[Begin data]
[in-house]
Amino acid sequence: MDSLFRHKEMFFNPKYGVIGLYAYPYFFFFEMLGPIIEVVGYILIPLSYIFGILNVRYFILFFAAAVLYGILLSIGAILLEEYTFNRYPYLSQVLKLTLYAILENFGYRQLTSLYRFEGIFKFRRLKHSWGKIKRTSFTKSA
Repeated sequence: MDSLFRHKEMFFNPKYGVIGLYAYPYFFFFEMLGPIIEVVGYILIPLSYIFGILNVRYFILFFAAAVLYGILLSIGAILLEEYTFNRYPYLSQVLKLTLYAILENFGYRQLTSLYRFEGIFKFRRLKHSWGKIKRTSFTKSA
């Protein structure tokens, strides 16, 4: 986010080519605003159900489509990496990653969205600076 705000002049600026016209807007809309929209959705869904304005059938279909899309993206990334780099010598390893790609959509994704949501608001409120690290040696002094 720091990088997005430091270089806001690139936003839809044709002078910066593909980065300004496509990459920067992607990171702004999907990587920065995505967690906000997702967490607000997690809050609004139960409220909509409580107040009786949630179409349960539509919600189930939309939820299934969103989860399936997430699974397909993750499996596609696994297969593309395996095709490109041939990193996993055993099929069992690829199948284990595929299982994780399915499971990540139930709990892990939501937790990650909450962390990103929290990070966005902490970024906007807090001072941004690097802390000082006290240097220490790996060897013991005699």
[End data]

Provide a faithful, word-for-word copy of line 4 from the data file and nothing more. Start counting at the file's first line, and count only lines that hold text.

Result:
């Protein structure tokens, strides 16, 4: 986010080519605003159900489509990496990653969205600076 705000002049600026016209807007809309929209959705869904304005059938279909899309993206990334780099010598390893790609959509994704949501608001409120690290040696002094 720091990088997005430091270089806001690139936003839809044709002078910066593909980065300004496509990459920067992607990171702004999907990587920065995505967690906000997702967490607000997690809050609004139960409220909509409580107040009786949630179409349960539509919600189930939309939820299934969103989860399936997430699974397909993750499996596609696994297969593309395996095709490109041939990193996993055993099929069992690829199948284990595929299982994780399915499971990540139930709990892990939501937790990650909450962390990103929290990070966005902490970024906007807090001072941004690097802390000082006290240097220490790996060897013991005699």